New Orleans, Louisiana 2021-10-24 06:00:00 –
“Silly Boy! You hurt me, God criticizes it!” I had never heard of Dad’s curse, but he was scared. He would have awakened in the middle of the night and would not have been comforted. But this is all forgotten in an hour.
He was a World War II marine crew member and chief of the freighter who flew the injured from places where many men did not return, such as Guadalcanal, Tarawa, Iwo Jima, and Enewetak.
Now he was fighting dementia, not an enemy soldier. Somewhere in his mind, I became his unnamed torturer.
My dad called me “ridiculous” only once. When I was 12, he took me on my first trip to “The Cut,” the waterway that connects the Intracoastal Waterway with the Gulf of Mexico. There, he and his associates built a one-room cabin with a generator, stove, and sink. , Some bunk beds, card tables and remote homes. It’s not an ideal vacation place for most kids, but I’ve always listened to dad’s stories about spotted trout, giant redfish, and yellowtail pompano non-stop runs.
But in addition to the excitement and expectations, some of me worry that I will not live up to my dad’s expectations and will be a real fisherman, not just a boy who needs help to catch something. Did.
When we departed, the shadows cast by the highway lights rolled around the station wagon like waves. I couldn’t sleep and listened all night to the story of a man exchanging stories of “big fish” whose faces were eerily shining in the green light of the dashboard. When I finally arrived at the marina, it was still pitch black and the heavy salt air felt sticky like molasses.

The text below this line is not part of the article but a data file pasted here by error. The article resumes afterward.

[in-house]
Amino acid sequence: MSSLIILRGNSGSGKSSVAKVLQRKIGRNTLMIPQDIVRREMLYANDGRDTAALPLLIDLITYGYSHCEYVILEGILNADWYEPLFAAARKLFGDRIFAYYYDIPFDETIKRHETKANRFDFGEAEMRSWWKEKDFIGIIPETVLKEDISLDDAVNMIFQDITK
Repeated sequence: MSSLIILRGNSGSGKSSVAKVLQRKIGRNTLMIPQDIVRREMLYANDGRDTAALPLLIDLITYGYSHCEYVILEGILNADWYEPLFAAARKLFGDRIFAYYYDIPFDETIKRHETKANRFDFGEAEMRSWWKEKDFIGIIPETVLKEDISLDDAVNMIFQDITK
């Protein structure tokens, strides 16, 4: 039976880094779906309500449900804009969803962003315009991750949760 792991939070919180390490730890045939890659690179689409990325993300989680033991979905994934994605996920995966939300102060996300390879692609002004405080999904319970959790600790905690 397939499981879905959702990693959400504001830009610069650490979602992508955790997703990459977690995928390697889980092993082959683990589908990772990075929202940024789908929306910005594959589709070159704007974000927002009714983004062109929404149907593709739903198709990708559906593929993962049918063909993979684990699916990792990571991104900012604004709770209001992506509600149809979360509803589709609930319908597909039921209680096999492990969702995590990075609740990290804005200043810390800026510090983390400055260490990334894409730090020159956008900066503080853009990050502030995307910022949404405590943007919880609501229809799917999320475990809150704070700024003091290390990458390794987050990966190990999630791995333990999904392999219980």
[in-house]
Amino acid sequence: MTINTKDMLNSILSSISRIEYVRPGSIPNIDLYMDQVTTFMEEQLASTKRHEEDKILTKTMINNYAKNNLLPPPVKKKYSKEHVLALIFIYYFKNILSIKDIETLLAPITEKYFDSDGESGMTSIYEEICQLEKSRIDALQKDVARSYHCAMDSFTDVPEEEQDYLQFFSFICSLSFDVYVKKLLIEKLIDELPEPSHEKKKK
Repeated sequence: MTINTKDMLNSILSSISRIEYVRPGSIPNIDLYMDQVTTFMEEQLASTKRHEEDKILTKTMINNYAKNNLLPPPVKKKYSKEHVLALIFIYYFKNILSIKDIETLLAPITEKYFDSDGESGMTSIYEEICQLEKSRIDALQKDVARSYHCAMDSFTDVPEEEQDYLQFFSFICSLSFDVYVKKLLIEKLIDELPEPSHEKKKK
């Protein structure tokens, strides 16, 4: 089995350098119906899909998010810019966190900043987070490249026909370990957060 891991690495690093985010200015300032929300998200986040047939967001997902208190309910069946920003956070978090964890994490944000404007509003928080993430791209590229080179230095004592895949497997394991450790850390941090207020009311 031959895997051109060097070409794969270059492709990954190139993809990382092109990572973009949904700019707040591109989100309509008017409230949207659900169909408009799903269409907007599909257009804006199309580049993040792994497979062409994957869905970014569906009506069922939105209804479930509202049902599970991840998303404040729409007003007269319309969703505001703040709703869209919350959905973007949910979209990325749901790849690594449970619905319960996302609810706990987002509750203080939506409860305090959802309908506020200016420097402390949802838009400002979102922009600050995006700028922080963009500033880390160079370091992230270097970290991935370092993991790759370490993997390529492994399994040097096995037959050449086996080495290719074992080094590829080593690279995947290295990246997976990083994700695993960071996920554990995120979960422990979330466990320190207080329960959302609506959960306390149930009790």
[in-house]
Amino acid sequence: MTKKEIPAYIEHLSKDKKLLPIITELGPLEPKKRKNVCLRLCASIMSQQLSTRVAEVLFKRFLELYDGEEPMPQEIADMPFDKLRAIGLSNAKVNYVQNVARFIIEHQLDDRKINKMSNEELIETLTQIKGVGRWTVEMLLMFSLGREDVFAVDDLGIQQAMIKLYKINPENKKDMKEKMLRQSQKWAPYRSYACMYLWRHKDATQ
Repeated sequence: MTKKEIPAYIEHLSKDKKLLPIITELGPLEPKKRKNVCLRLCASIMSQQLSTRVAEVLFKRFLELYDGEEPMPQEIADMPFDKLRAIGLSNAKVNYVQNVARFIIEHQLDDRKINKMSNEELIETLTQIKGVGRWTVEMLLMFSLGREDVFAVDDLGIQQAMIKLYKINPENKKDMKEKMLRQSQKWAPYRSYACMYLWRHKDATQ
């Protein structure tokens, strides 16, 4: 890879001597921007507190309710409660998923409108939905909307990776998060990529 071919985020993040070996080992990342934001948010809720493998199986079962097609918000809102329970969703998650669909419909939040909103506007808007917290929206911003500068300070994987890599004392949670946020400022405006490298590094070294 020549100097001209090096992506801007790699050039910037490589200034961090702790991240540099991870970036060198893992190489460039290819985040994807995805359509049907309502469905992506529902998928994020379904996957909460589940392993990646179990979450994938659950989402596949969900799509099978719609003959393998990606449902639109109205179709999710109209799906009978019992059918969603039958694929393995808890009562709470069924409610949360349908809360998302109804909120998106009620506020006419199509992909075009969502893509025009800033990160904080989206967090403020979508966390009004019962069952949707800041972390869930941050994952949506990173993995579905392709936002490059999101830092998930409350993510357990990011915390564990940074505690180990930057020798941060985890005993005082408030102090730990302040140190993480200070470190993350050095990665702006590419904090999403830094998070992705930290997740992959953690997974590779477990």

I was standing in the boat while Dad was loosening it from the trailer, and when I emerged from him he shouted, “OK, throw me a bowline now.” ..
I immediately threw him a rope wrapped around my feet, but it wasn’t attached to anything, so it floated in the dark water between us and entwined with its own loose end. , Separated and useless.
“Silly Boy!” Dad muttered sharply and went out of the trailer to catch the boat. “I get it myself.”
I got crazy. Even the barking of seagulls seemed to mock me.
Dad climbed the dock, boarded the boat, and got wet to his waist. He reached for my shoulders, stiffened, and leaned against me for a moment. “It’s okay,” he said. “Anyway, I always like to swim first, but if you’re going to be a fisherman, you have to know yourself.” Then he smiled and disturbed my hair.
As I drove towards the blinking channel marker, a bay appeared at dawn. I sat in front with my dad and he let me spin the engine. The boat took off and its nose was enthusiastically gliding over the open ocean.
There was nothing between us and the sunrise other than the mystery of the sparkling sea, but I knew that our cabin was somewhere on the edge of a vast unknown world. Maybe I don’t understand everything correctly, but it was ok. I was with my dad and it would be a good trip.
— McClure lives in Baton Rouge
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